She yanked open the car door and got out.
Inside the house, she noticed the lingering smell of smoke. Then she saw the dirty dishes piled in the sink and the open decanter of vodka on the counter.
It pissed her off. Suddenly. Sharply. Disproportionately. But it felt good, this anger. She could hold on to it, let it consume her. She attacked the dishes so loudly that pans clanged together as she threw them in the soapy water.
“Whoa,” Nina said, coming into the room. She was wearing a pair of men’s boxer shorts and an old Nirvana T-shirt. Her hair stuck out like a black Chia Pet and her face crinkled in a smile. She looked like Demi Moore in Ghost; almost impossibly pretty. “I didn’t think pot-tossing was your sport.”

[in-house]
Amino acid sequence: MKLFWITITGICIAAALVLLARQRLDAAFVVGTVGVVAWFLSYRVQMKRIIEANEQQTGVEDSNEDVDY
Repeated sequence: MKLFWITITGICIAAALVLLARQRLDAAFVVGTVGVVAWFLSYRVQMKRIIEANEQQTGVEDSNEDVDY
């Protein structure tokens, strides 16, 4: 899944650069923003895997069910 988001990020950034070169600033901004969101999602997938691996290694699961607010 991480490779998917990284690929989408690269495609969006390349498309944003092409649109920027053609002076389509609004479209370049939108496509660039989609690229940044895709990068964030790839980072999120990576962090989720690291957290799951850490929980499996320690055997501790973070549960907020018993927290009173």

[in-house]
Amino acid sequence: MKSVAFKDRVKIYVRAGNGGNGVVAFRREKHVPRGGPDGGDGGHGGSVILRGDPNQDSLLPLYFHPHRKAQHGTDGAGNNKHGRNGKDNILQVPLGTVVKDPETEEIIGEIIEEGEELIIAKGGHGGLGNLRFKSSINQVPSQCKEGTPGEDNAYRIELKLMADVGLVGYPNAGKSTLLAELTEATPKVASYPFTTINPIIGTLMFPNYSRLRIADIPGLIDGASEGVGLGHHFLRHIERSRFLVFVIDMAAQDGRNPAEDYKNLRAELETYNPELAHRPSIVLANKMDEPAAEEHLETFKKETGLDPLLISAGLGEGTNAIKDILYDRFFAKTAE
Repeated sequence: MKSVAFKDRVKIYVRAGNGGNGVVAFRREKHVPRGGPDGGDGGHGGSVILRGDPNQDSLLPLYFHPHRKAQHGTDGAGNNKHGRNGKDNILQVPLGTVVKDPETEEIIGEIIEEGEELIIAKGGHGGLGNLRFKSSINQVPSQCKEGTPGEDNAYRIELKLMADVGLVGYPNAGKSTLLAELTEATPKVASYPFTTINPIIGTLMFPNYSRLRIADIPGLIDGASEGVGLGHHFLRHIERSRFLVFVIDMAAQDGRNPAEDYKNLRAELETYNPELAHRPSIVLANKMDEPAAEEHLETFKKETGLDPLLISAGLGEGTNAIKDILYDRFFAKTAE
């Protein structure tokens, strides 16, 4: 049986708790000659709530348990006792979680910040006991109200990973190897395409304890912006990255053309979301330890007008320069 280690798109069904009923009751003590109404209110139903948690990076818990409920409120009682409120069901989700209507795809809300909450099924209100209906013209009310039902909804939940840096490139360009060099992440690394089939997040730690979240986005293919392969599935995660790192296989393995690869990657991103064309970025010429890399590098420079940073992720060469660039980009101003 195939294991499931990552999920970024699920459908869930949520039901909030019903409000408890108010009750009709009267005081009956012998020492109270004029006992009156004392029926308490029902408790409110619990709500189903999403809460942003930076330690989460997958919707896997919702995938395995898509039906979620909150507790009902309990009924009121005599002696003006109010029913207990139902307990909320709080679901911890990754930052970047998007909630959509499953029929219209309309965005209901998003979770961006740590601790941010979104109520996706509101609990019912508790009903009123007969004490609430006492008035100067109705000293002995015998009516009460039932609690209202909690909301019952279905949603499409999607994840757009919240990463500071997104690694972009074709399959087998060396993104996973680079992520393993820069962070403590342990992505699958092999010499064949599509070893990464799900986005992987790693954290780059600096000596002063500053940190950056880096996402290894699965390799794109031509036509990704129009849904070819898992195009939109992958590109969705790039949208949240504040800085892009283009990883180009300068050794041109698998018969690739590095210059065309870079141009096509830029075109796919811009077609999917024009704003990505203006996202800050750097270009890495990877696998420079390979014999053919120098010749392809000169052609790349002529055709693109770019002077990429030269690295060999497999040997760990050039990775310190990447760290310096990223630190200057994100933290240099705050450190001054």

“Do you think I have nothing better to do than clean up your messes?”
“It’s a little early for high drama.”
“That’s right. Make a joke. What’s it to you?”
“Meredith, what’s wrong?” Nina said. “Are you okay?”
Meredith almost gave in. The softness of her sister’s voice, the unexpected question . . . she almost said, Jeff left me.
And then what?
She drew in a deep breath and folded the hand towel in precise thirds before draping it over the oven’s handle. “I’m fine.”
“You don’t act fine.”
“Honestly, Nina, you don’t know me well enough to say that. How was Mom last night? Did she eat?”
“We drank vodka together. And wine. Can you believe it?”
Meredith felt a sharp pang at that; it took her a moment to realize she was jealous. “Vodka?”
“I know. Shocked the shit out of me, too. And I found out her favorite movie is Doctor Zhivago.”